Microsoft to Resume TikTok Acquisition Talks After Speaking With Donald Trump

Microsoft will continue discussions on potentially purchasing short-form video app TikTok after a conversation with President Donald Trump. According to a statement on the official Microsoft corporate blog on Sunday, the tech giant noted that following the conversation between the president and Microsoft CEO Satya Nadella the company is "prepared to continue discussions to explore a purchase of TikTok in the United States." This comes after both the president declaring his intention to ban the Chinese-owned app in the US and various reports and speculation about Microsoft's intent to purchase it from its owner, ByteDance.

Per the statement, "Microsoft will move quickly to pursue discussions with TikTok’s parent company, ByteDance, in a matter of weeks, and in any event completing these discussions no later than September 15, 2020. During this process, Microsoft looks forward to continuing dialogue with the United States Government, including with the President."

The statement also noted that Microsoft will ensure that the private date of TikTok's American users is transferred to and remains in the United States while also ensuring that any data stored or backed up outside of the US will be deleted post transfer. Additionally, the statement notes that Microsoft "is committed to acquiring TikTok subject to a complete security review and providing proper economic benefits to the United States, including the United States Treasury."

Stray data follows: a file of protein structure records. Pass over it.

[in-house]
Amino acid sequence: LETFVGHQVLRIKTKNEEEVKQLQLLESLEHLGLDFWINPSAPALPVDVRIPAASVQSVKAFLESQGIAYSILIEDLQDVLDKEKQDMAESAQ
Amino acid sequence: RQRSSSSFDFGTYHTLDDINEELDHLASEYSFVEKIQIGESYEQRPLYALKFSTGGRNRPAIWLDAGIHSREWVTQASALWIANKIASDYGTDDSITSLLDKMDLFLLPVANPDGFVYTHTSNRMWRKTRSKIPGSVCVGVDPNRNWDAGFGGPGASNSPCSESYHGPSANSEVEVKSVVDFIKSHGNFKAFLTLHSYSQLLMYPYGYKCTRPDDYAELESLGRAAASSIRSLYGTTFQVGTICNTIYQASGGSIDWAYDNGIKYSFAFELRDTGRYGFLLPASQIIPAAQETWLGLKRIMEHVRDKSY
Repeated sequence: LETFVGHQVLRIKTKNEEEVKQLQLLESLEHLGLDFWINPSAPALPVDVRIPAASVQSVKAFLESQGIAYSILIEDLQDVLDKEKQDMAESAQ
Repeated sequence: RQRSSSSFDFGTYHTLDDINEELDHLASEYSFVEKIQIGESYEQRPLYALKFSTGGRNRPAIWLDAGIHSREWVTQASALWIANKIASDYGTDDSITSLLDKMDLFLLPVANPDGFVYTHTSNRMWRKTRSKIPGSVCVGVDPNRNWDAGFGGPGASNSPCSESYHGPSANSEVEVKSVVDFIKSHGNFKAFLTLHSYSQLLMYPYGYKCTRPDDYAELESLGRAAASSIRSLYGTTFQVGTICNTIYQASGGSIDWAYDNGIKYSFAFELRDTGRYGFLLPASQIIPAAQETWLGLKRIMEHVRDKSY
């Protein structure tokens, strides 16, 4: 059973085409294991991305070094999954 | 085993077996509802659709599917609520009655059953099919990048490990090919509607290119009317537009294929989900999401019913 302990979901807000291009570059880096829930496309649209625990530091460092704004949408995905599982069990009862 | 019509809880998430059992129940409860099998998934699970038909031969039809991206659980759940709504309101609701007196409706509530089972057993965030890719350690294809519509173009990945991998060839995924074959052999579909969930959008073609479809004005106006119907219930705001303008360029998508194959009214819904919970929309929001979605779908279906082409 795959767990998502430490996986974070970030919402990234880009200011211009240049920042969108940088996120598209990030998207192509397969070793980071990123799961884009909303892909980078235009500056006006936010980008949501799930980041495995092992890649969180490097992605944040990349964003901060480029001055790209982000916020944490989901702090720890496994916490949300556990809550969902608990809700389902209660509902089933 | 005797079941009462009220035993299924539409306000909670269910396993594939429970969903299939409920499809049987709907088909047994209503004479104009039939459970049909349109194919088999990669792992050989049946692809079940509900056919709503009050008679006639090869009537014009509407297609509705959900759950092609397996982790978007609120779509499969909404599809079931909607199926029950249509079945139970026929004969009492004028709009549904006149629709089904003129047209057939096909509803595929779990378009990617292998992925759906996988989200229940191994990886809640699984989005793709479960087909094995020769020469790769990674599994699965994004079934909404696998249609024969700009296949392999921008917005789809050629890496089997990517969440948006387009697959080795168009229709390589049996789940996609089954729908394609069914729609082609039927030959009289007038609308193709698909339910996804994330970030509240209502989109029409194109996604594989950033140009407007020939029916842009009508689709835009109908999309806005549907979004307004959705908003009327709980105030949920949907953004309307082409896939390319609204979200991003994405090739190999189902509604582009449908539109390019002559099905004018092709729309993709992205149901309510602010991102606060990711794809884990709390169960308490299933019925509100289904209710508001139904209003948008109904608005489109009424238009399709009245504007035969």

On Friday, Trump told reporters that he would act to ban TikTok in the United States over potential national security risks. At issue regarding TikTok is a question of data security. First launched by Chinese internet technology company ByteDance in 2017, TikTok first became available in the united states on August 2, 2018 following a merger with the short lip-sync video app Musical.ly. The TikTok app soon became popular in the United States, though last fall U.S. lawmakers began questioning how safe it and other Chinese-owned platforms are. At that time, Senators Chuck Schumer and Tom Cotton asked the U.S. intelligence community to assess the possible national security risks of TikTok, noting that the app (and others like it) could potentially be used to spy on American citizens or be in foreign influence campaigns.

It was also reported on Saturday that discussions by Microsoft to acquire TikTok from ByteDance had halted due to the threatened banned. While discussions are now set to continue, Microsoft notes in the statement that the conversations are preliminary.

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"These discussions are preliminary and there can be no assurance that a transaction which involves Microsoft will proceed," the statement reads. "We do not intend to provide further updates until there is a definitive outcome to our discussions."

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